Events Diary

BNA 2019

Joint BAP/INS Symposium

Organised by: BAP and INS

Dublin

14th April 2019, 16:20 - 00:00

Mental illness in children and adolescents: neuroscience, ethics and practice in psychopharmacology

Mental health problems affect approximately 10% of children and adolescents. There are considerable scientific, medical and ethical challenges in youth mental health such as achieving accurate diagnosis, understanding the role of early adversity and environment, and appropriately targeting treatment, including drug treatment. Other issues include the potential impact of treatment decisions on the development of the brain and social maturation of the child. This symposium will examine these issues from multiple perspectives. The first part will examine biological mechanisms using translational approaches to reveal the effects of antipsychotics on the reward processing systems in the youth brain and the long-term impact of treatment in experimental models. The second part of the symposium will examine areas of on-going debate, including ethical debate in relation to prescribing practice. Child psychopharmacology and development will be viewed from the perspective of real world clinical practice, an area that stimulates important public discussions with clinicians, researchers and teachers. Early intervention and moral development in child psychiatry are important considerations but there is limited research. Novel perspectives will be presented.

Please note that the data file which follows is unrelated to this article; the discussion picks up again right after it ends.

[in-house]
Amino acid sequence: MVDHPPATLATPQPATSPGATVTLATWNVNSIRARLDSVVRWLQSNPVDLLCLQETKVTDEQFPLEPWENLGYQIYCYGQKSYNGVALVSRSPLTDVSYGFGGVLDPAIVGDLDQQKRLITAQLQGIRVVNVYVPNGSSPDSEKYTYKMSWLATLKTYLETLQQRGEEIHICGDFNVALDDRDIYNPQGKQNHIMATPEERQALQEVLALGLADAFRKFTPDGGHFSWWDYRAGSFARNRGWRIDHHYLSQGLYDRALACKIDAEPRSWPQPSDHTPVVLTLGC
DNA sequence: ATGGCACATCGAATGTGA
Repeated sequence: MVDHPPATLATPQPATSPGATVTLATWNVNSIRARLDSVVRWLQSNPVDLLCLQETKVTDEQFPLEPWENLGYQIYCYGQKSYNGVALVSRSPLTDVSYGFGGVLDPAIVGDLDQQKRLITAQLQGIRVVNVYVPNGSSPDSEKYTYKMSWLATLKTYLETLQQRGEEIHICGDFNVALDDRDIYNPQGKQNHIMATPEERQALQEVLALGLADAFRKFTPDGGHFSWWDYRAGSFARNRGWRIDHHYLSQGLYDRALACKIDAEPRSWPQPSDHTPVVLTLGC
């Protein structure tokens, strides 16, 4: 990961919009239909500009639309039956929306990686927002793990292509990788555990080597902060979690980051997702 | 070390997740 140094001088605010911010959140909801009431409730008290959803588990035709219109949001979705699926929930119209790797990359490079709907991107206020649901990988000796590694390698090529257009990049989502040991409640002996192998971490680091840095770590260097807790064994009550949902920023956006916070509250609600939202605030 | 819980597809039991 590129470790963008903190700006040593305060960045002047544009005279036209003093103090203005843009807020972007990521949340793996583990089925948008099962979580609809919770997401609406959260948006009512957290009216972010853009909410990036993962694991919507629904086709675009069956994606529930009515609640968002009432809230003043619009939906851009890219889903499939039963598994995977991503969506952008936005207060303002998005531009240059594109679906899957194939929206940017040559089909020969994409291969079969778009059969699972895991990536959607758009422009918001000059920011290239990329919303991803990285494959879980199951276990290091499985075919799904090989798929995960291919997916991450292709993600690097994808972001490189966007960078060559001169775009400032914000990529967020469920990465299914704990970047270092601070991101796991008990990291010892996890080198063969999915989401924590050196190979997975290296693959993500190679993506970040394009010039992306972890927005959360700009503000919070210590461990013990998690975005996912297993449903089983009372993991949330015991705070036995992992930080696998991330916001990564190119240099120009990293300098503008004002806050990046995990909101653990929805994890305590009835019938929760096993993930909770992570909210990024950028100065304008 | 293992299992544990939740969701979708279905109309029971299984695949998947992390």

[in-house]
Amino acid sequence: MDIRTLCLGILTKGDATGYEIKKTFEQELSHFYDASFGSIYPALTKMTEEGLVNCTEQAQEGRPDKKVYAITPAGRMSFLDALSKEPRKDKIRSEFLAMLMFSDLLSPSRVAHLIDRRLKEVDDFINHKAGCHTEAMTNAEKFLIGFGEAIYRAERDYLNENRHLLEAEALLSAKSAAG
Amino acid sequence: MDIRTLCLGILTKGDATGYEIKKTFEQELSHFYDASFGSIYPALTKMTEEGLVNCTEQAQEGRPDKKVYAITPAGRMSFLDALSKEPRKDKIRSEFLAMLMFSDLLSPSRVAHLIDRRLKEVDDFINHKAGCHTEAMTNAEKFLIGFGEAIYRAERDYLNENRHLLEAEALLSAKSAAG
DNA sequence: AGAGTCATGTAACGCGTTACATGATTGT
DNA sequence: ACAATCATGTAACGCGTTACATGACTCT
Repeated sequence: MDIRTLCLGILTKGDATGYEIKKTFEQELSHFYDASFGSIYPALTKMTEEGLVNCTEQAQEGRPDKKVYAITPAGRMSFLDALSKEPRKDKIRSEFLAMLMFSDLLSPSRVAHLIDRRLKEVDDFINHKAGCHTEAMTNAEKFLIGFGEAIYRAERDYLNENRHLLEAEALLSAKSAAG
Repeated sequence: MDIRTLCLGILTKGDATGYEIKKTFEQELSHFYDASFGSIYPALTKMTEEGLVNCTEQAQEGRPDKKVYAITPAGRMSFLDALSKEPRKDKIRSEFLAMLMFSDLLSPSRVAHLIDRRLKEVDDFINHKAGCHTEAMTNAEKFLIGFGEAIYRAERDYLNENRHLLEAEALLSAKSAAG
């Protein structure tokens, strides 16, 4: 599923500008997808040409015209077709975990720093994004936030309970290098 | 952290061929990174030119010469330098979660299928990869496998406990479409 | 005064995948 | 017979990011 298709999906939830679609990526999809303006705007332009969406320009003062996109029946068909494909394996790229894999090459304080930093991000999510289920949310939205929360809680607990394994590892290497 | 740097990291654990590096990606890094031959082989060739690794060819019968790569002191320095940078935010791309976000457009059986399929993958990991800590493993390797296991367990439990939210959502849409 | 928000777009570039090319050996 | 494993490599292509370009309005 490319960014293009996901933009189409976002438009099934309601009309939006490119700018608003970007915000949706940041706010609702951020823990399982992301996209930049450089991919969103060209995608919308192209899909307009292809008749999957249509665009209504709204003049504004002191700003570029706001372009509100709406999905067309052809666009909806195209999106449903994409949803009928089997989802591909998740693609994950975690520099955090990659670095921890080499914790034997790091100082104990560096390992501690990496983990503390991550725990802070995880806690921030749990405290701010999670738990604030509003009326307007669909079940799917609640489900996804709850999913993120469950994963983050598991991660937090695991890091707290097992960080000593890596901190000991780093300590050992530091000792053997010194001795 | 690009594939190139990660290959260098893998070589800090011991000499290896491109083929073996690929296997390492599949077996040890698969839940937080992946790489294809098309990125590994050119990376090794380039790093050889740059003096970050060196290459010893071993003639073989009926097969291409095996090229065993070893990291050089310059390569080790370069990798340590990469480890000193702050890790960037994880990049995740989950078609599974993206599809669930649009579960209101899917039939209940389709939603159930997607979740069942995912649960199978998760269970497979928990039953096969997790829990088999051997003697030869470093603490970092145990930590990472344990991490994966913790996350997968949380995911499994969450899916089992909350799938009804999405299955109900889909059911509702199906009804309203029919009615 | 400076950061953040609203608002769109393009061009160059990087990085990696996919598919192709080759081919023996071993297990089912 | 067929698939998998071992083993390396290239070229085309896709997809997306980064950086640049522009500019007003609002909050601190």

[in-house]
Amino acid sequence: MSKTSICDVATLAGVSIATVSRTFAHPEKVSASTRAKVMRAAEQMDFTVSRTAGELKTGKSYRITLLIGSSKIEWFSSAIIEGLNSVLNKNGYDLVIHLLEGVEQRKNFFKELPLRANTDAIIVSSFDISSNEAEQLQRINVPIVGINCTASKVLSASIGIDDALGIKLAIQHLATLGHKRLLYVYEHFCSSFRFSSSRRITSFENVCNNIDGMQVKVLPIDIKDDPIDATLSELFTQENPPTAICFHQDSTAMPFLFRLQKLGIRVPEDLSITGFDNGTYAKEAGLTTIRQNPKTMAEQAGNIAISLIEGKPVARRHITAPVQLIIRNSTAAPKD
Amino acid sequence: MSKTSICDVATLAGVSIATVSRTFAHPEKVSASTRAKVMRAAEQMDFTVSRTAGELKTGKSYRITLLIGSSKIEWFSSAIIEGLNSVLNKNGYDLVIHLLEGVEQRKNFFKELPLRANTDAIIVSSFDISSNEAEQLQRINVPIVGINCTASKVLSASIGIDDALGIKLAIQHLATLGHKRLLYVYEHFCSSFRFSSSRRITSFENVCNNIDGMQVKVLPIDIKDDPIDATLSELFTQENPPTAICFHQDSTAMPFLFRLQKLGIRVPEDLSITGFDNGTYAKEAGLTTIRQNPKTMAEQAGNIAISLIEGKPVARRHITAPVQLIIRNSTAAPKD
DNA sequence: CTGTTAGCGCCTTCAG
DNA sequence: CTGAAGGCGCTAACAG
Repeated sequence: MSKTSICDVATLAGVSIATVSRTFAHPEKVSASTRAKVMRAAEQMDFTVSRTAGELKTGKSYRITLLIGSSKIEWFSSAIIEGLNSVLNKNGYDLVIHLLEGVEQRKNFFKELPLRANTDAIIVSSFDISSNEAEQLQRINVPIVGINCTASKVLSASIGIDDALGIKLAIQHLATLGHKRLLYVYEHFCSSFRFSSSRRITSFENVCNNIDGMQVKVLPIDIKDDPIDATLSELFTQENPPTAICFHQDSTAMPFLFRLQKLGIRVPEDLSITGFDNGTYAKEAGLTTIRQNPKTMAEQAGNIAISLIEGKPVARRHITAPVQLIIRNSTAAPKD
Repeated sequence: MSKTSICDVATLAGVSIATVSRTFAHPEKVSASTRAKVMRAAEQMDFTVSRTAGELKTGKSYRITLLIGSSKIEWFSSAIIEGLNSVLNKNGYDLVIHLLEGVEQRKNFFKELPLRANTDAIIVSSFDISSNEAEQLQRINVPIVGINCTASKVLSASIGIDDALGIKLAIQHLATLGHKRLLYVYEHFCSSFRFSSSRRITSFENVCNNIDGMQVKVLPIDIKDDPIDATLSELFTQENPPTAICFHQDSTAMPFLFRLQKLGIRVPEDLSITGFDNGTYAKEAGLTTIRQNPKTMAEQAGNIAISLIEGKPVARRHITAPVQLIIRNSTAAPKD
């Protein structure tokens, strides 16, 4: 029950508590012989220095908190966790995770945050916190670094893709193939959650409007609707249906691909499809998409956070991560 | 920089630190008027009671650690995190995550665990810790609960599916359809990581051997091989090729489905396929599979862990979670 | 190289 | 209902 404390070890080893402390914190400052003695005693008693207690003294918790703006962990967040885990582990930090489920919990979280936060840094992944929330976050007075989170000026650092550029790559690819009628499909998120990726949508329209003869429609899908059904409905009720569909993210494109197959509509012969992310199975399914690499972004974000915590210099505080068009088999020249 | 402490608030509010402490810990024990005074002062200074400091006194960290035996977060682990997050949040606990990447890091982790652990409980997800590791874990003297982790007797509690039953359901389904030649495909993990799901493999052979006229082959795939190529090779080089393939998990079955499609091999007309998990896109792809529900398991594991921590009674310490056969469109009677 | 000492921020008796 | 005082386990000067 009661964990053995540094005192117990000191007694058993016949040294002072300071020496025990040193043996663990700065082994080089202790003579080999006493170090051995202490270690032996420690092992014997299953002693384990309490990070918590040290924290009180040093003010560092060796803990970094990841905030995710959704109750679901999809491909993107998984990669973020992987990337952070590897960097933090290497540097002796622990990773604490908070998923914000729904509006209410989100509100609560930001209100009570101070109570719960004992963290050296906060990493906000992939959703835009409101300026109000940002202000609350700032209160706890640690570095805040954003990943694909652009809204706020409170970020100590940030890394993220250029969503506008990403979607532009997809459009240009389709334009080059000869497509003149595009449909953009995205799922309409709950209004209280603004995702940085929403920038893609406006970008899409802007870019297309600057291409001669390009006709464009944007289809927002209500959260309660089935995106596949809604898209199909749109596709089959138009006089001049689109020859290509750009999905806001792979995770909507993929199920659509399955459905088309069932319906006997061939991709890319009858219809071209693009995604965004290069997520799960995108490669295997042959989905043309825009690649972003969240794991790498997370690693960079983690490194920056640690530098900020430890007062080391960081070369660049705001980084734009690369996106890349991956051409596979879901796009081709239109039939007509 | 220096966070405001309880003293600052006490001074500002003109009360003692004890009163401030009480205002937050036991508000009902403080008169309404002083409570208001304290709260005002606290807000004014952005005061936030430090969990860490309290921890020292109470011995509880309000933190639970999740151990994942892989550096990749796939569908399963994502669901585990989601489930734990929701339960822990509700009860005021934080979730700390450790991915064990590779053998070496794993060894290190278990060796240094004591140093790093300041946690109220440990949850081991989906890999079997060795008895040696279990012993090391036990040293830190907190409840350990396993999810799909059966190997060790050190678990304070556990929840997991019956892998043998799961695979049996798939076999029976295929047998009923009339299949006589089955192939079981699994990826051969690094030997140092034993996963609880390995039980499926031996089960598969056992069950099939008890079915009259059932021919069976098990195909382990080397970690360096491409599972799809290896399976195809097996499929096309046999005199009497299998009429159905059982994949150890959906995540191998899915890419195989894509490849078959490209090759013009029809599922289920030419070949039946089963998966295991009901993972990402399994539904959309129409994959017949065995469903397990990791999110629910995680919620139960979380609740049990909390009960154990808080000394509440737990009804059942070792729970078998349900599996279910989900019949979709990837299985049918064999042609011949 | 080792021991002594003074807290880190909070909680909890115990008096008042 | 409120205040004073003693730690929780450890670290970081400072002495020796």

Chairs: Dr Gabriela Pavarini, University of Oxford & Prof. Mitul Mehta, King’s College London

Speakers

Prof. Judith Homberg, Radbound University, Netherlands
Psychopharmacology in the young and developing brain: perspectives from experimental animal studies

Dr. Argyris Stringaris, National Institutes of Mental Health, USA
Manipulating the reward system to alleviate youth depression

Prof. Paramela Santosh, Maudsley Hospital & King’s College London
Child psychopharmacology and development: perspectives from real world clinical practice

Dr Gabriela Pavarini, University of Oxford, UK
Early intervention and moral development in child psychiatry

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